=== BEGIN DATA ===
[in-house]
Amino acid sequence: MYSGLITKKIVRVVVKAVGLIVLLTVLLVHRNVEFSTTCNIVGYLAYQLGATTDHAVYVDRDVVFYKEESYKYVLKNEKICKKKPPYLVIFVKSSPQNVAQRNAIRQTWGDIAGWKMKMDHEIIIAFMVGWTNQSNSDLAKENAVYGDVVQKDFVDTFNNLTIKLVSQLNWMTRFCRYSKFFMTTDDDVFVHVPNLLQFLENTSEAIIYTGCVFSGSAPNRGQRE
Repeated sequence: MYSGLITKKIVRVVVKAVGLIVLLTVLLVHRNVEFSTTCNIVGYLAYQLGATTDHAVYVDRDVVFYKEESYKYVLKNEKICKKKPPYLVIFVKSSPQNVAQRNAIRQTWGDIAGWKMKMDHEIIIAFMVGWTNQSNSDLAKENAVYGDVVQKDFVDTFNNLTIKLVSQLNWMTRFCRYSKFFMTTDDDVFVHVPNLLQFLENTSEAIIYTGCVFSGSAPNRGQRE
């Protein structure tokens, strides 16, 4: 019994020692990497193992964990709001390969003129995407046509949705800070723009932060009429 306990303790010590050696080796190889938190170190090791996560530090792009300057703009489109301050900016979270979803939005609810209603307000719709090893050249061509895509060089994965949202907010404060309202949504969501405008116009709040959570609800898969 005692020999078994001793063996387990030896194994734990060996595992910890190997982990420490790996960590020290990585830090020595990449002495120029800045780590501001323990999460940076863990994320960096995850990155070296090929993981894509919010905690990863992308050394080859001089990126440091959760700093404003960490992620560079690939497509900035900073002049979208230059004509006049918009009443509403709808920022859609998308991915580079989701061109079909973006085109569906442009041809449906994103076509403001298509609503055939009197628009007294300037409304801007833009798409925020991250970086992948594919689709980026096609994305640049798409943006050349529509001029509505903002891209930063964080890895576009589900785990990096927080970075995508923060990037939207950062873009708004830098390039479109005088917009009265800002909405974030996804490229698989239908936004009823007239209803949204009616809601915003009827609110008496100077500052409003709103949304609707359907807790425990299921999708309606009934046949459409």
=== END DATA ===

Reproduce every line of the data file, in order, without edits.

[in-house]
Amino acid sequence: MYSGLITKKIVRVVVKAVGLIVLLTVLLVHRNVEFSTTCNIVGYLAYQLGATTDHAVYVDRDVVFYKEESYKYVLKNEKICKKKPPYLVIFVKSSPQNVAQRNAIRQTWGDIAGWKMKMDHEIIIAFMVGWTNQSNSDLAKENAVYGDVVQKDFVDTFNNLTIKLVSQLNWMTRFCRYSKFFMTTDDDVFVHVPNLLQFLENTSEAIIYTGCVFSGSAPNRGQRE
Repeated sequence: MYSGLITKKIVRVVVKAVGLIVLLTVLLVHRNVEFSTTCNIVGYLAYQLGATTDHAVYVDRDVVFYKEESYKYVLKNEKICKKKPPYLVIFVKSSPQNVAQRNAIRQTWGDIAGWKMKMDHEIIIAFMVGWTNQSNSDLAKENAVYGDVVQKDFVDTFNNLTIKLVSQLNWMTRFCRYSKFFMTTDDDVFVHVPNLLQFLENTSEAIIYTGCVFSGSAPNRGQRE
């Protein structure tokens, strides 16, 4: 019994020692990497193992964990709001390969003129995407046509949705800070723009932060009429 306990303790010590050696080796190889938190170190090791996560530090792009300057703009489109301050900016979270979803939005609810209603307000719709090893050249061509895509060089994965949202907010404060309202949504969501405008116009709040959570609800898969 005692020999078994001793063996387990030896194994734990060996595992910890190997982990420490790996960590020290990585830090020595990449002495120029800045780590501001323990999460940076863990994320960096995850990155070296090929993981894509919010905690990863992308050394080859001089990126440091959760700093404003960490992620560079690939497509900035900073002049979208230059004509006049918009009443509403709808920022859609998308991915580079989701061109079909973006085109569906442009041809449906994103076509403001298509609503055939009197628009007294300037409304801007833009798409925020991250970086992948594919689709980026096609994305640049798409943006050349529509001029509505903002891209930063964080890895576009589900785990990096927080970075995508923060990037939207950062873009708004830098390039479109005088917009009265800002909405974030996804490229698989239908936004009823007239209803949204009616809601915003009827609110008496100077500052409003709103949304609707359907807790425990299921999708309606009934046949459409």